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When encrypting MSWord documents within the Word 2016 app (most recent file format .docx) what encryption algorithm is used? Have any vulnerabilities been found thus far? Has it been audited?

Edit: Word 2013 information is freely available yet I have not found as much information for the 2016 version. I am only interested in the 2016 version.

  • "new" file format. Sigh. That format is a full decade old by now. – Marcus Müller Jan 23 '17 at 21:19
  • There is a specific vote reason for questions asking about how to break or assess the security of a system that do not show sufficient understanding of that system – in your case, that would have required you to show understanding of the wikipedia article with the well-sounding name Microsoft Office Password Protection – Marcus Müller Jan 23 '17 at 21:22
  • Good point for my use of the word "new". What I meant was "most recent". As for the wiki article, it bears no information on the encryption for Word 2016 which is why I am asking. – Psi Jan 23 '17 at 21:32
  • hm, "since ... uses ... AES" – Marcus Müller Jan 23 '17 at 21:39
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You could go right back to the source, MS-OFFCRYPTO, which details how the container (usually: the zip archive that a .docx is) is to be encrypted.

It'll tell you that you should use an embedded encrypted stream using one of the supported CryptoProviders. At this point, it's probably easiest to check which one your Word uses – you can still open the .docx as zip file and look inside, but aside from a bit of document structure, the main content will be in an encrypted stream but described by rather readable XML attributes that specify how it was encrypted.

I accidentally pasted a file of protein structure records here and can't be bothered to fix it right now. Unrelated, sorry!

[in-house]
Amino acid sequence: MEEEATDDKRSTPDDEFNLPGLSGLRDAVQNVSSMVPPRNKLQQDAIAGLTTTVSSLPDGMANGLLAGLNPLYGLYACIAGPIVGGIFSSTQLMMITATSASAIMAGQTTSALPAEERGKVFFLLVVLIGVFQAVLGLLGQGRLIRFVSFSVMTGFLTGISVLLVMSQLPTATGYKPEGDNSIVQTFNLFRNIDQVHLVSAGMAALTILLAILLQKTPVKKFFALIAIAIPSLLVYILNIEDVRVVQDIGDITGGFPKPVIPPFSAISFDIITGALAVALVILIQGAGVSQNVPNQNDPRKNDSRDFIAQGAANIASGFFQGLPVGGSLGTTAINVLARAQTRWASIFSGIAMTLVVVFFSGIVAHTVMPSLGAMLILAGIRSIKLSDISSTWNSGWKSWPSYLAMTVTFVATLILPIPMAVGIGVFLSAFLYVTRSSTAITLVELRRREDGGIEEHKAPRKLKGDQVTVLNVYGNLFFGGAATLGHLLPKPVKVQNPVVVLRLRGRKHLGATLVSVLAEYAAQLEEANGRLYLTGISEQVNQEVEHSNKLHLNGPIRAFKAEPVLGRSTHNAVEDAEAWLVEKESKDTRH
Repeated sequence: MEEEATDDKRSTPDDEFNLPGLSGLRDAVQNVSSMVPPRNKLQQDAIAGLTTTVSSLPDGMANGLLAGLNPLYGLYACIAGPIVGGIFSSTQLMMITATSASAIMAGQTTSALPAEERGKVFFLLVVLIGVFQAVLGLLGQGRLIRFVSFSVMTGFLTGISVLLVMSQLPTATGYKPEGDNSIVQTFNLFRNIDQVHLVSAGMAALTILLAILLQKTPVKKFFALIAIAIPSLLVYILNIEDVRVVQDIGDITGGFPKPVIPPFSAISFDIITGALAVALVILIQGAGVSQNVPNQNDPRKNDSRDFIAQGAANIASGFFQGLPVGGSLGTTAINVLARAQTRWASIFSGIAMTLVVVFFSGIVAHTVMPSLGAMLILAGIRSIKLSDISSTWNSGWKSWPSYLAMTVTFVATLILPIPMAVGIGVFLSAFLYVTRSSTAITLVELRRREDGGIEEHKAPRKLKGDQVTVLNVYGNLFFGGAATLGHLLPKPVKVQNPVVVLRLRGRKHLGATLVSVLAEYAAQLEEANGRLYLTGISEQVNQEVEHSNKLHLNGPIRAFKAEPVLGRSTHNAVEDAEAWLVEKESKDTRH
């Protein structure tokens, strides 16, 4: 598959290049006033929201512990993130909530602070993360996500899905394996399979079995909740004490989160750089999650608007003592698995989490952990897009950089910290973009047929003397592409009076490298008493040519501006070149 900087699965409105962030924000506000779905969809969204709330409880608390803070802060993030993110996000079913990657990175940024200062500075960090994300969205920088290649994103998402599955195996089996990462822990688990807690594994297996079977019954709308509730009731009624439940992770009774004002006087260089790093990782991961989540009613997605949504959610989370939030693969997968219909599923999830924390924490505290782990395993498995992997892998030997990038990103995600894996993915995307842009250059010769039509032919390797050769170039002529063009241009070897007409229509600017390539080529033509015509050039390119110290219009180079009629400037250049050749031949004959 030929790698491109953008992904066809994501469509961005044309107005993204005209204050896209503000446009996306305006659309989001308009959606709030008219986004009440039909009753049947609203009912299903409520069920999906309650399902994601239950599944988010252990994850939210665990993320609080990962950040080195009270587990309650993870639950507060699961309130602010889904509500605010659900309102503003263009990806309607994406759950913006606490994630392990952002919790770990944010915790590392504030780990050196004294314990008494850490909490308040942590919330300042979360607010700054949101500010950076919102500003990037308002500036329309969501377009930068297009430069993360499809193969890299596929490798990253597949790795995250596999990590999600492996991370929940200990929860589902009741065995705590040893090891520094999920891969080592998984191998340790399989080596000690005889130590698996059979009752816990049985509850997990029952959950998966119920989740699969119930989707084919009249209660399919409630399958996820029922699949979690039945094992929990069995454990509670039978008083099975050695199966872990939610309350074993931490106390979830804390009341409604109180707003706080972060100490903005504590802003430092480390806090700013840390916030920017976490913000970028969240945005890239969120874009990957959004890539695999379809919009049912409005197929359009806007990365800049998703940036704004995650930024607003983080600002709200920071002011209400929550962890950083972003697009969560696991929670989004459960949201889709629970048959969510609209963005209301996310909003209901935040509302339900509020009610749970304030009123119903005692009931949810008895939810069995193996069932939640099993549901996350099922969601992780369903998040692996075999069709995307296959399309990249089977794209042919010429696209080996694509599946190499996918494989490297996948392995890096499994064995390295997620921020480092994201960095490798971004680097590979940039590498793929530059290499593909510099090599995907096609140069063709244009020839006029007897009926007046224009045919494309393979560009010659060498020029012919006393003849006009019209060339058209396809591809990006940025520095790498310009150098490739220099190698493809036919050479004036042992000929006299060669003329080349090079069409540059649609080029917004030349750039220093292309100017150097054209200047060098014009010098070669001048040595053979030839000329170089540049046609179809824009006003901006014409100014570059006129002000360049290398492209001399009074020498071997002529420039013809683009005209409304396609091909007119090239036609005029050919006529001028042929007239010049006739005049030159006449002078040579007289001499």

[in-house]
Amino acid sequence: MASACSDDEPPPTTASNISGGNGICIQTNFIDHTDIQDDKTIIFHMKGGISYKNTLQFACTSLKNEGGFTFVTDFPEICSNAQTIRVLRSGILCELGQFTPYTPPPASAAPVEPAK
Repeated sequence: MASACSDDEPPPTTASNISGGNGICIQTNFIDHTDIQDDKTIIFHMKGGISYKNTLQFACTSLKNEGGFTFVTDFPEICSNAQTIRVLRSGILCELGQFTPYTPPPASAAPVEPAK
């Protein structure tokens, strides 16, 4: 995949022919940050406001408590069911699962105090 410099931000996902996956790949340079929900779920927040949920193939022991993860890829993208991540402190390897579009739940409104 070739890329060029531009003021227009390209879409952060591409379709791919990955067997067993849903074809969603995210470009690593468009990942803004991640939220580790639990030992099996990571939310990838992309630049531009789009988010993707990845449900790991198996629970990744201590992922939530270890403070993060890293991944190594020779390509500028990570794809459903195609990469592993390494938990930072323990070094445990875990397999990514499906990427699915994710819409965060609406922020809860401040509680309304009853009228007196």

I'd expect crypto used to be no weaker than what was used before – AES with a 128 bit key length.

  • I was hoping they would have bumped it up to 256bit AES. Is there any way of finding out without having to check XML attributes? – Psi Jan 23 '17 at 22:13
  • I'd encourage you to read the ECMA standards – they're just pretty large and admittedly, I just grew tired of reading them (without having any interest in this on my own). – Marcus Müller Jan 23 '17 at 22:15
  • @ThomasHollis - there is no reason to bump up to 256 AES. Your Word document (and likely humans in general) will no longer exist by the time 128 bit AES becomes crackable. – TTT Jan 24 '17 at 4:17
  • @TTT I beg to differ. I was thinking of collating a messages to pass down the family generations with a bunch of information and pictures about the ancestral history. So you see why I hoped for 256-bit AES. – Psi Jan 24 '17 at 8:22

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